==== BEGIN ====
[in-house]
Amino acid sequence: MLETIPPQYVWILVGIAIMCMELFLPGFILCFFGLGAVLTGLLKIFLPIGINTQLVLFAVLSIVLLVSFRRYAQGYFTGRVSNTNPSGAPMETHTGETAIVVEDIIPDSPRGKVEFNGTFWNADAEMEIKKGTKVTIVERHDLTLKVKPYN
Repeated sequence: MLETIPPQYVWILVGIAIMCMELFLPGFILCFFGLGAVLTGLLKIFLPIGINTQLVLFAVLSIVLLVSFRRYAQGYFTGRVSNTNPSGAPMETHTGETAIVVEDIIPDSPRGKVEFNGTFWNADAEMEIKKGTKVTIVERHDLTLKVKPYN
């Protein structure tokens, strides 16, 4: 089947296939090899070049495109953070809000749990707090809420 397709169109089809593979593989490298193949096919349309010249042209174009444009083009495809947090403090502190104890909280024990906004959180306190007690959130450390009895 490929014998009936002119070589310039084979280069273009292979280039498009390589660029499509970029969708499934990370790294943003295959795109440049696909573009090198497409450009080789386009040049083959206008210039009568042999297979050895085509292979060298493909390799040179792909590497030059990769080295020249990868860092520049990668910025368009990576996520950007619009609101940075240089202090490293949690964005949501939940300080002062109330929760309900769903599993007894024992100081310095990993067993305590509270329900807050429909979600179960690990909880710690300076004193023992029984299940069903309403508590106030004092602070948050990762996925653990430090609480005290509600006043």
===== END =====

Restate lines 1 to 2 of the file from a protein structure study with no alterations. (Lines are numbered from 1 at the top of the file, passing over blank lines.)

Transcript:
[in-house]
Amino acid sequence: MLETIPPQYVWILVGIAIMCMELFLPGFILCFFGLGAVLTGLLKIFLPIGINTQLVLFAVLSIVLLVSFRRYAQGYFTGRVSNTNPSGAPMETHTGETAIVVEDIIPDSPRGKVEFNGTFWNADAEMEIKKGTKVTIVERHDLTLKVKPYN